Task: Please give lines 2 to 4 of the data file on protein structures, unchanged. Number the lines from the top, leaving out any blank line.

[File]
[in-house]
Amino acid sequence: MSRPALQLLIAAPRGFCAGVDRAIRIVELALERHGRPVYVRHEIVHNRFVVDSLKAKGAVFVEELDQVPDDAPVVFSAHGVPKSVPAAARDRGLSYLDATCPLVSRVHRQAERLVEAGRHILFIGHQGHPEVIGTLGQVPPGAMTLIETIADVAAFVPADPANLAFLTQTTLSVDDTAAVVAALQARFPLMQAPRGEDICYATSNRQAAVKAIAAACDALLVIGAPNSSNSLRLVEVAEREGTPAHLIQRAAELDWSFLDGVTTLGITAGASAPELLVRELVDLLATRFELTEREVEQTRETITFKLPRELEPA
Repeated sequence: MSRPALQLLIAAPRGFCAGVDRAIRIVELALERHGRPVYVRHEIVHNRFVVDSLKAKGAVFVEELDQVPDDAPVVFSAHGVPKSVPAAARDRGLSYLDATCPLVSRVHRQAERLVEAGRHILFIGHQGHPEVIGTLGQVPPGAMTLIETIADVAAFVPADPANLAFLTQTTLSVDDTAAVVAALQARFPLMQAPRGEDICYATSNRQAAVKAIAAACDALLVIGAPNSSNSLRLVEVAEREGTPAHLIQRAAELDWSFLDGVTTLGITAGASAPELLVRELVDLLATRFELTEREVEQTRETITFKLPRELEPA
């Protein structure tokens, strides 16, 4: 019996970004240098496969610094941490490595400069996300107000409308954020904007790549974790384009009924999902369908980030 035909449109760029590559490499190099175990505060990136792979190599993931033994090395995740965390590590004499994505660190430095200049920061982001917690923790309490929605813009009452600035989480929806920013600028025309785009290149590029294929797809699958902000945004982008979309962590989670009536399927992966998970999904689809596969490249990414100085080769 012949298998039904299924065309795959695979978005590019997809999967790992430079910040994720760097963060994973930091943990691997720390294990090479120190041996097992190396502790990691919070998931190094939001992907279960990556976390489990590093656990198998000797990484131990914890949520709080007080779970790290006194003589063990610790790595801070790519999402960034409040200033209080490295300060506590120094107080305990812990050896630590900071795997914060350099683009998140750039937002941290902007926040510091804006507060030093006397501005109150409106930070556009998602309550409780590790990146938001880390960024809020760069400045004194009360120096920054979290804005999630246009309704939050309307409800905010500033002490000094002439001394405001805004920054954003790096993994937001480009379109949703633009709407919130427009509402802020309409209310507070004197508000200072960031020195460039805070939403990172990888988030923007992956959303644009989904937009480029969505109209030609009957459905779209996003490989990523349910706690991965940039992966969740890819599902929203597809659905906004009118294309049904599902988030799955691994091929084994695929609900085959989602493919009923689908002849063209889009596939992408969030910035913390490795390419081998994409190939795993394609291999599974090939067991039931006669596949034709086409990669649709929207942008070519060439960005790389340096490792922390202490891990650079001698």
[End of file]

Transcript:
Amino acid sequence: MSRPALQLLIAAPRGFCAGVDRAIRIVELALERHGRPVYVRHEIVHNRFVVDSLKAKGAVFVEELDQVPDDAPVVFSAHGVPKSVPAAARDRGLSYLDATCPLVSRVHRQAERLVEAGRHILFIGHQGHPEVIGTLGQVPPGAMTLIETIADVAAFVPADPANLAFLTQTTLSVDDTAAVVAALQARFPLMQAPRGEDICYATSNRQAAVKAIAAACDALLVIGAPNSSNSLRLVEVAEREGTPAHLIQRAAELDWSFLDGVTTLGITAGASAPELLVRELVDLLATRFELTEREVEQTRETITFKLPRELEPA
Repeated sequence: MSRPALQLLIAAPRGFCAGVDRAIRIVELALERHGRPVYVRHEIVHNRFVVDSLKAKGAVFVEELDQVPDDAPVVFSAHGVPKSVPAAARDRGLSYLDATCPLVSRVHRQAERLVEAGRHILFIGHQGHPEVIGTLGQVPPGAMTLIETIADVAAFVPADPANLAFLTQTTLSVDDTAAVVAALQARFPLMQAPRGEDICYATSNRQAAVKAIAAACDALLVIGAPNSSNSLRLVEVAEREGTPAHLIQRAAELDWSFLDGVTTLGITAGASAPELLVRELVDLLATRFELTEREVEQTRETITFKLPRELEPA
């Protein structure tokens, strides 16, 4: 019996970004240098496969610094941490490595400069996300107000409308954020904007790549974790384009009924999902369908980030 035909449109760029590559490499190099175990505060990136792979190599993931033994090395995740965390590590004499994505660190430095200049920061982001917690923790309490929605813009009452600035989480929806920013600028025309785009290149590029294929797809699958902000945004982008979309962590989670009536399927992966998970999904689809596969490249990414100085080769 012949298998039904299924065309795959695979978005590019997809999967790992430079910040994720760097963060994973930091943990691997720390294990090479120190041996097992190396502790990691919070998931190094939001992907279960990556976390489990590093656990198998000797990484131990914890949520709080007080779970790290006194003589063990610790790595801070790519999402960034409040200033209080490295300060506590120094107080305990812990050896630590900071795997914060350099683009998140750039937002941290902007926040510091804006507060030093006397501005109150409106930070556009998602309550409780590790990146938001880390960024809020760069400045004194009360120096920054979290804005999630246009309704939050309307409800905010500033002490000094002439001394405001805004920054954003790096993994937001480009379109949703633009709407919130427009509402802020309409209310507070004197508000200072960031020195460039805070939403990172990888988030923007992956959303644009989904937009480029969505109209030609009957459905779209996003490989990523349910706690991965940039992966969740890819599902929203597809659905906004009118294309049904599902988030799955691994091929084994695929609900085959989602493919009923689908002849063209889009596939992408969030910035913390490795390419081998994409190939795993394609291999599974090939067991039931006669596949034709086409990669649709929207942008070519060439960005790389340096490792922390202490891990650079001698």